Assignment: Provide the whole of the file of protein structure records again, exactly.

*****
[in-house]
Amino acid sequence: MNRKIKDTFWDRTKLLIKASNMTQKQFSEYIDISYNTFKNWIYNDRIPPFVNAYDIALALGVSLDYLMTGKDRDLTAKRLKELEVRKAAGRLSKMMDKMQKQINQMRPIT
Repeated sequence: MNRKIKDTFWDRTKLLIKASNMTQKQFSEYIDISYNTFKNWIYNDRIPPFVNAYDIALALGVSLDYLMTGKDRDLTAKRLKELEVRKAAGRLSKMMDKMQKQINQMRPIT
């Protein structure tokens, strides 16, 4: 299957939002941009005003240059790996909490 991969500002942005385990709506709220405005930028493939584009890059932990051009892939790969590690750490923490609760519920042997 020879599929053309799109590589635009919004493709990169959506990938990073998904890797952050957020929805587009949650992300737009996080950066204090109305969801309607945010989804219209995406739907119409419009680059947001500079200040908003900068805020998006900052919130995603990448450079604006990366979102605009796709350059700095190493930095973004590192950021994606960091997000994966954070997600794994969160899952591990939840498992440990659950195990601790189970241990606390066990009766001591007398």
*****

[in-house]
Amino acid sequence: MNRKIKDTFWDRTKLLIKASNMTQKQFSEYIDISYNTFKNWIYNDRIPPFVNAYDIALALGVSLDYLMTGKDRDLTAKRLKELEVRKAAGRLSKMMDKMQKQINQMRPIT
Repeated sequence: MNRKIKDTFWDRTKLLIKASNMTQKQFSEYIDISYNTFKNWIYNDRIPPFVNAYDIALALGVSLDYLMTGKDRDLTAKRLKELEVRKAAGRLSKMMDKMQKQINQMRPIT
């Protein structure tokens, strides 16, 4: 299957939002941009005003240059790996909490 991969500002942005385990709506709220405005930028493939584009890059932990051009892939790969590690750490923490609760519920042997 020879599929053309799109590589635009919004493709990169959506990938990073998904890797952050957020929805587009949650992300737009996080950066204090109305969801309607945010989804219209995406739907119409419009680059947001500079200040908003900068805020998006900052919130995603990448450079604006990366979102605009796709350059700095190493930095973004590192950021994606960091997000994966954070997600794994969160899952591990939840498992440990659950195990601790189970241990606390066990009766001591007398």